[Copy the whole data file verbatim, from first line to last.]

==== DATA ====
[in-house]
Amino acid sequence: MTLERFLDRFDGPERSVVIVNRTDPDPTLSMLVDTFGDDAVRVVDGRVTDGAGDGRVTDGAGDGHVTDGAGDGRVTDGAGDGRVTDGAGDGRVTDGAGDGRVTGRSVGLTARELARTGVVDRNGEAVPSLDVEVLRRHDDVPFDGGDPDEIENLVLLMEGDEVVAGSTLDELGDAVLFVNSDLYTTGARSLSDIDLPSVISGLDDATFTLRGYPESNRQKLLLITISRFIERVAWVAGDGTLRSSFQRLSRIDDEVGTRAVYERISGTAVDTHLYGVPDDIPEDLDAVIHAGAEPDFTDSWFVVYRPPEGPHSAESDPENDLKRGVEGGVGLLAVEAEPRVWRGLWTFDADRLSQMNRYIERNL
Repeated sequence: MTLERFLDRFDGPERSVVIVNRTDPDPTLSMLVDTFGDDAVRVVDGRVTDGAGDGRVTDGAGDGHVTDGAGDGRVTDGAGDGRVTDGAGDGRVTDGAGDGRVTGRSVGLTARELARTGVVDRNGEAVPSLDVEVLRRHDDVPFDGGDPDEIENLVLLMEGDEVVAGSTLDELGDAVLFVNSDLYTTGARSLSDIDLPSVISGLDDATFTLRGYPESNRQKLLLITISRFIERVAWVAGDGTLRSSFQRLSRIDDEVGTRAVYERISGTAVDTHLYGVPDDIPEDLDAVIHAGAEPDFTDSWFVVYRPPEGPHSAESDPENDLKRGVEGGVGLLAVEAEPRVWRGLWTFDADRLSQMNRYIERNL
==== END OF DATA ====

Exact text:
[in-house]
Amino acid sequence: MTLERFLDRFDGPERSVVIVNRTDPDPTLSMLVDTFGDDAVRVVDGRVTDGAGDGRVTDGAGDGHVTDGAGDGRVTDGAGDGRVTDGAGDGRVTDGAGDGRVTGRSVGLTARELARTGVVDRNGEAVPSLDVEVLRRHDDVPFDGGDPDEIENLVLLMEGDEVVAGSTLDELGDAVLFVNSDLYTTGARSLSDIDLPSVISGLDDATFTLRGYPESNRQKLLLITISRFIERVAWVAGDGTLRSSFQRLSRIDDEVGTRAVYERISGTAVDTHLYGVPDDIPEDLDAVIHAGAEPDFTDSWFVVYRPPEGPHSAESDPENDLKRGVEGGVGLLAVEAEPRVWRGLWTFDADRLSQMNRYIERNL
Repeated sequence: MTLERFLDRFDGPERSVVIVNRTDPDPTLSMLVDTFGDDAVRVVDGRVTDGAGDGRVTDGAGDGHVTDGAGDGRVTDGAGDGRVTDGAGDGRVTDGAGDGRVTGRSVGLTARELARTGVVDRNGEAVPSLDVEVLRRHDDVPFDGGDPDEIENLVLLMEGDEVVAGSTLDELGDAVLFVNSDLYTTGARSLSDIDLPSVISGLDDATFTLRGYPESNRQKLLLITISRFIERVAWVAGDGTLRSSFQRLSRIDDEVGTRAVYERISGTAVDTHLYGVPDDIPEDLDAVIHAGAEPDFTDSWFVVYRPPEGPHSAESDPENDLKRGVEGGVGLLAVEAEPRVWRGLWTFDADRLSQMNRYIERNL